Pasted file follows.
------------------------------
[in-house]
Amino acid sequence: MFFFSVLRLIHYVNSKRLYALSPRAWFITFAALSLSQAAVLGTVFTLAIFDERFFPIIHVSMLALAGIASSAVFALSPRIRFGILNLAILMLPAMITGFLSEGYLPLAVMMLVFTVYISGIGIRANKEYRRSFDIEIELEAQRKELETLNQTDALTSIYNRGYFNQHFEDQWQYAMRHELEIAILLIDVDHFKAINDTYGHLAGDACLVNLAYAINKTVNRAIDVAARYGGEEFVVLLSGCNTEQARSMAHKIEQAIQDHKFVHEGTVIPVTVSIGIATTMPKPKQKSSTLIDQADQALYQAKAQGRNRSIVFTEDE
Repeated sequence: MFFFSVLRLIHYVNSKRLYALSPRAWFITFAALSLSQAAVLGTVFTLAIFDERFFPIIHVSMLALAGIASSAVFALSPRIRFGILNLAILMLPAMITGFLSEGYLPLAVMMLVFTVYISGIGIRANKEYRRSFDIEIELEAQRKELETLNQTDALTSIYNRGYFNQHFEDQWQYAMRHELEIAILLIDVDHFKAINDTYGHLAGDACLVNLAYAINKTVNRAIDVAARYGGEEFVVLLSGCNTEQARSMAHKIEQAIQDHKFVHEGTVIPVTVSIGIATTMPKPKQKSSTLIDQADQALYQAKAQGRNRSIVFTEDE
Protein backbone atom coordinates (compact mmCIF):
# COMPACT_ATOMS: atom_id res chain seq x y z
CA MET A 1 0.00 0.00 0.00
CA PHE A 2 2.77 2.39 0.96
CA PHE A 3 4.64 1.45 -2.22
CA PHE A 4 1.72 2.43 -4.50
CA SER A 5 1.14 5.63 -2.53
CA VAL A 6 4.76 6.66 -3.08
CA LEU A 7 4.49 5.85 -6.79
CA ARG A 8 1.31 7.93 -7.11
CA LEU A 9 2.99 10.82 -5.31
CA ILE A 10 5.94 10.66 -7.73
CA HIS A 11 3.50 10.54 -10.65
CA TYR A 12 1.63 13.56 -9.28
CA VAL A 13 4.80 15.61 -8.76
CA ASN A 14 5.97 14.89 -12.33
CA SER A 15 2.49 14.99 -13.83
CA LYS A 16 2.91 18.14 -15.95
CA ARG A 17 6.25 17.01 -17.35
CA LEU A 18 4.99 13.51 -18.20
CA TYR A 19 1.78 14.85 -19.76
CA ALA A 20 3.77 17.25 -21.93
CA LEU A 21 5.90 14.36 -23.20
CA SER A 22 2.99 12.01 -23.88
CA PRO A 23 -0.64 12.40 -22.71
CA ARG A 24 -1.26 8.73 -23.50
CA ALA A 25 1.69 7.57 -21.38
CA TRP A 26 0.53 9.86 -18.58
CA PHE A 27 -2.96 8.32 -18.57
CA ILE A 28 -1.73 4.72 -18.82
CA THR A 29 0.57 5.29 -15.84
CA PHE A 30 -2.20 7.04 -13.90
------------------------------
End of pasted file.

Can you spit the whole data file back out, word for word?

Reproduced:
[in-house]
Amino acid sequence: MFFFSVLRLIHYVNSKRLYALSPRAWFITFAALSLSQAAVLGTVFTLAIFDERFFPIIHVSMLALAGIASSAVFALSPRIRFGILNLAILMLPAMITGFLSEGYLPLAVMMLVFTVYISGIGIRANKEYRRSFDIEIELEAQRKELETLNQTDALTSIYNRGYFNQHFEDQWQYAMRHELEIAILLIDVDHFKAINDTYGHLAGDACLVNLAYAINKTVNRAIDVAARYGGEEFVVLLSGCNTEQARSMAHKIEQAIQDHKFVHEGTVIPVTVSIGIATTMPKPKQKSSTLIDQADQALYQAKAQGRNRSIVFTEDE
Repeated sequence: MFFFSVLRLIHYVNSKRLYALSPRAWFITFAALSLSQAAVLGTVFTLAIFDERFFPIIHVSMLALAGIASSAVFALSPRIRFGILNLAILMLPAMITGFLSEGYLPLAVMMLVFTVYISGIGIRANKEYRRSFDIEIELEAQRKELETLNQTDALTSIYNRGYFNQHFEDQWQYAMRHELEIAILLIDVDHFKAINDTYGHLAGDACLVNLAYAINKTVNRAIDVAARYGGEEFVVLLSGCNTEQARSMAHKIEQAIQDHKFVHEGTVIPVTVSIGIATTMPKPKQKSSTLIDQADQALYQAKAQGRNRSIVFTEDE
Protein backbone atom coordinates (compact mmCIF):
# COMPACT_ATOMS: atom_id res chain seq x y z
CA MET A 1 0.00 0.00 0.00
CA PHE A 2 2.77 2.39 0.96
CA PHE A 3 4.64 1.45 -2.22
CA PHE A 4 1.72 2.43 -4.50
CA SER A 5 1.14 5.63 -2.53
CA VAL A 6 4.76 6.66 -3.08
CA LEU A 7 4.49 5.85 -6.79
CA ARG A 8 1.31 7.93 -7.11
CA LEU A 9 2.99 10.82 -5.31
CA ILE A 10 5.94 10.66 -7.73
CA HIS A 11 3.50 10.54 -10.65
CA TYR A 12 1.63 13.56 -9.28
CA VAL A 13 4.80 15.61 -8.76
CA ASN A 14 5.97 14.89 -12.33
CA SER A 15 2.49 14.99 -13.83
CA LYS A 16 2.91 18.14 -15.95
CA ARG A 17 6.25 17.01 -17.35
CA LEU A 18 4.99 13.51 -18.20
CA TYR A 19 1.78 14.85 -19.76
CA ALA A 20 3.77 17.25 -21.93
CA LEU A 21 5.90 14.36 -23.20
CA SER A 22 2.99 12.01 -23.88
CA PRO A 23 -0.64 12.40 -22.71
CA ARG A 24 -1.26 8.73 -23.50
CA ALA A 25 1.69 7.57 -21.38
CA TRP A 26 0.53 9.86 -18.58
CA PHE A 27 -2.96 8.32 -18.57
CA ILE A 28 -1.73 4.72 -18.82
CA THR A 29 0.57 5.29 -15.84
CA PHE A 30 -2.20 7.04 -13.90